Looking through the observation window, Jenny listened to the MRI machine drone on as it scanned her unconscious husband. Sobbing, she reflected on the car accident only hours earlier and how much she loved him despite their short marriage. He’d be a great father to the child in her belly, which kicked in agreement.
His limp body was only halfway into the machine when it stopped. Doctors and nurses cautiously filed through the room’s only door, all but ignoring her.
She stopped one. ‘What’s wrong?’
The man clutched his clipboard closer to his chest, looked at her blankly for a split second or two before saying, ‘He’s not human!’

Thoughts, feedback, insults: I’ll accept them all!
Emanuel

Sunday, 7 August 2011

The second draft

I’ve allowed For Better or Worse to rest for over a week, and feel quite good about it. In the second draft I ask myself if any words can be swapped in, or out, to make the story more immediate and evocative. This is what I came up with:

Martin regained consciousness while entering the MRI machine with a dull feeling his body was broken in many places. He tried to object to the scan but a tube down his throat turned his words into a series of gurgles. When he strained against the straps holding him firmly in place, a nurse jabbed him in the leg with a syringe. As his vision blurred, he saw his wife peering through the observation window - oblivious to the chaos about to ensue - and realised he could do nothing to prevent the examination from exposing his unearthly origin.

Even though the story has less then than 100 words, I believe it contains the most important elements of a short story. It has:
-         a definite beginning, middle and end,
-         a main character faced with a life changing conflict,
-         something preventing Martin from achieving his goal of escaping with his secret intact (the straps, tube and sedative),
-         increasing pace and tension that leads to a rewarding climax,
-         a distinct and appropriate point of view told via a narrator who arrives late and leaves early.

Although, as usual, I’m not entirely happy with the voice. It feels a little stilted and long winded. This is apparently the hardest skill for writers to learn, and takes years of practice… I’m tackling this head on by studying hard, reading with sentence patterns and narrative voice in mind, and writing - a lot. My confidence is increasing with each story I write and by taking in all feedback.

Once again, I’d love to know what you think of the changes, both for and against, and hope you check back for the next draft.

Emanuel

Tuesday, 26 July 2011

Back on track, and the first draft

It's been almost two weeks since I last looked at For Better or Worse. And what a busy two weeks it's been! The school holidays ended; a new short story demanded to be written and an older one drafted; I added more content to this blog and had to study for, and sit, two editing tests. All while doing my best to be an active parent and semi-social human being. No wonder so many writers turn into recluses!

Anyway, I haven’t stopped thinking about For Better or Worse with the excellent comments in mind. This is what we had:

Martin regained consciousness while entering the MRI machine, a dull feeling his body was broken in many places by the car accident. His wife peered through the observation window, oblivious to the chaos about to ensue. When he tried to voice an objection, a tube down his throat allowed only a gurgle. Straining against the restraints only earned him an injection of sedatives. As his vision faded, he realised he could do nothing to prevent the examination from exposing his unearthly origin.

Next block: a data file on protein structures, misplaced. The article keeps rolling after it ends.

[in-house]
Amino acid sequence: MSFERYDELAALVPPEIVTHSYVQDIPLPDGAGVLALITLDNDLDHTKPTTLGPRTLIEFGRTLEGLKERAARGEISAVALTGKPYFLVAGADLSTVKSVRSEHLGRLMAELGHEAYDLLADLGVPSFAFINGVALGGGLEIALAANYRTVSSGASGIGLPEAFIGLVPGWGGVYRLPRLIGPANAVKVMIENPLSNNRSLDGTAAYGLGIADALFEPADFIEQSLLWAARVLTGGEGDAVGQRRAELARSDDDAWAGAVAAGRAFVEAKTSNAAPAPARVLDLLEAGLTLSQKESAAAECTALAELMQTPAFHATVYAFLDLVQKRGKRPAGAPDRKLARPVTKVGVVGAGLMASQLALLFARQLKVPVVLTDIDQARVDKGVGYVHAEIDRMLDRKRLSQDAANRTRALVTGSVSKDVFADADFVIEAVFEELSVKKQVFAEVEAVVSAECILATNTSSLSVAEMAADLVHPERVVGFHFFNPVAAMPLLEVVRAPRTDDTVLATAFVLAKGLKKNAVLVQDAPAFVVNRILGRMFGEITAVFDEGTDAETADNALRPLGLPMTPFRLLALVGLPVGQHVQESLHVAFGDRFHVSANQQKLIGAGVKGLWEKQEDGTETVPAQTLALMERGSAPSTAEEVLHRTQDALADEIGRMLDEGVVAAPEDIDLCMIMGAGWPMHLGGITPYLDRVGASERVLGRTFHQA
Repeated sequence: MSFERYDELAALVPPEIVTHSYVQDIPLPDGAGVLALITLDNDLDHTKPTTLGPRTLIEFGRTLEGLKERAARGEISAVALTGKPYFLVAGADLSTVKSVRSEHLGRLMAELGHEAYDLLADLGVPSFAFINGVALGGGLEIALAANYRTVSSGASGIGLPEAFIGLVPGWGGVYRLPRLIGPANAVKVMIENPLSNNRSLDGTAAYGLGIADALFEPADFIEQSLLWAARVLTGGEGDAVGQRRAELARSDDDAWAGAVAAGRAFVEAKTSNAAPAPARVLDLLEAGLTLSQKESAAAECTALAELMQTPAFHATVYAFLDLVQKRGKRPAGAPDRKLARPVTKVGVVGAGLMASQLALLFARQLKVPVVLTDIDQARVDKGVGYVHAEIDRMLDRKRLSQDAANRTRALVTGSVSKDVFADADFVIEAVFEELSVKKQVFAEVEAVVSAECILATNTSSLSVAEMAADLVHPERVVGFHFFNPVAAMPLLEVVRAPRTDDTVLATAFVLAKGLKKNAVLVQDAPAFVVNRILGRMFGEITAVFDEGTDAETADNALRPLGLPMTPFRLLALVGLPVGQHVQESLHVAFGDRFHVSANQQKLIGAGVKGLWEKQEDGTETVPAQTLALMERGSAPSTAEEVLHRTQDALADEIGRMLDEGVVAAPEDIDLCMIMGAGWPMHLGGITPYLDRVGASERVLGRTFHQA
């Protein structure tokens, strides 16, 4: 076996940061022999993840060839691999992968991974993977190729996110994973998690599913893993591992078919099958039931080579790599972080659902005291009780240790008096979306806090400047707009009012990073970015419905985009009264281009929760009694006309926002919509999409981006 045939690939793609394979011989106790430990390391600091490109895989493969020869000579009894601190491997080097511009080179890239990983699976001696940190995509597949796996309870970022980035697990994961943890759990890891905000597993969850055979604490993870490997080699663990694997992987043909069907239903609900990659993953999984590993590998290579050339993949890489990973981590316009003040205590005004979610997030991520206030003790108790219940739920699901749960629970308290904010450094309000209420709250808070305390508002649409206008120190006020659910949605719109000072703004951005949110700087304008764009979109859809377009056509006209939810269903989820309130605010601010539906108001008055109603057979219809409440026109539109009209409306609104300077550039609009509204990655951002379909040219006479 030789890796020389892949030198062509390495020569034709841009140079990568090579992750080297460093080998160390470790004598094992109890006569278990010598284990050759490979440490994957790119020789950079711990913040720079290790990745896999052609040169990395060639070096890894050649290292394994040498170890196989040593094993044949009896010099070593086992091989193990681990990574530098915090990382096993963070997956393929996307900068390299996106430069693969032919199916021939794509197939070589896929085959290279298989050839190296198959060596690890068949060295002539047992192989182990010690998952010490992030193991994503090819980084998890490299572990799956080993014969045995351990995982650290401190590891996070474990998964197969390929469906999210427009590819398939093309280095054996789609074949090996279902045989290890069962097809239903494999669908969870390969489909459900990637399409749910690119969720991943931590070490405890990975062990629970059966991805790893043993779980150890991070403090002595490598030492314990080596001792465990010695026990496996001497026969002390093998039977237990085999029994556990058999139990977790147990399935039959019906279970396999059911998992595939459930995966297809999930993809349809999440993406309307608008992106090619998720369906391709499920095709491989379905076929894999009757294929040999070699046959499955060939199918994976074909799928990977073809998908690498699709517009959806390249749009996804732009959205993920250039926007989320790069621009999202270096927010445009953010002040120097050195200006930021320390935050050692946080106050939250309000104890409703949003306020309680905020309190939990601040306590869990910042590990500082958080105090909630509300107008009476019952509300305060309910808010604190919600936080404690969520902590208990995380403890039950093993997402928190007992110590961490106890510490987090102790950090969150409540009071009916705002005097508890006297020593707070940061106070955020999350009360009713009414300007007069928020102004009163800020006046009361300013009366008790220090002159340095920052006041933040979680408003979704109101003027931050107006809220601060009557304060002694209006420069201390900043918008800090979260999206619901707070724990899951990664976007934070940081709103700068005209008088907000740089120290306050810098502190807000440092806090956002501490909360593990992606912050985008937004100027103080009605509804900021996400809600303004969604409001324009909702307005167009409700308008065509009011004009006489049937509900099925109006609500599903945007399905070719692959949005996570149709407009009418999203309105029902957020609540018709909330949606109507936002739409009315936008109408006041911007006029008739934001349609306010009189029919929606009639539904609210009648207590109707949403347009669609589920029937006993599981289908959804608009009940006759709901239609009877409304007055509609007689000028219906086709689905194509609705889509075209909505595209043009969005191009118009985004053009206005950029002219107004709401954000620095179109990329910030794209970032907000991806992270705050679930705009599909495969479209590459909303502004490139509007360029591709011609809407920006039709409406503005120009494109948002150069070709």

I like the story, a lot, but feel it lacks drama and tension. A good story should allow the reader to experience the events and sympathise with the characters. I decided on the following:

Martin regained consciousness while entering the MRI machine with a dull feeling his body was broken in many places. A tube down his throat turned his objection into a gurgle. When he strained against the straps holding him firmly to the gurney, a nurse gave him an injection of sedatives. As his vision faded, he looked to his wife peering through the observation window, oblivious to the chaos about to ensue, and realised he could do nothing to prevent the examination from exposing his unearthly origin.

As you can see, I’ve dropped “from the car accident” as it’s irrelevant for such a short story, and added “with” to the first sentence to fix a possible grammatical error and make the words flow more smoothly, per Stingingthetail’s recommendation (thanks!).

I like Martin having a wife who doesn’t know about his secret, but the second sentence was too distant and may have been in her point of view. She is now mentioned as Martin would see her and moved mentioning her to the last sentence and toned it down to encourage re-reading.

I also like that a tube down his throat prevented him from voicing an objection, but it was telling rather than showing – something to avoid in fiction. Shortening the sentence should also downplay the reason for Martin’s objection, allow readers to draw their own conclusion.

I considered getting rid of “oblivious to the chaos about to ensue”, but feel it creates tension and intrigue by raising the questions ‘what chaos is about to ensue?’ and, ‘why doesn’t she know about it?’ This sets the reader up for the final sentence, designed to tie up the loose ends, give a little surprise twist and reason to read it again to get the full story, and, hopefully, read more of my work.

I saved this as FBOW-1 and hope to put it away for at least a week before applying the first coat of polish.

Thanks for reading and I look forward to your comments, both for and against the changes.

Emanuel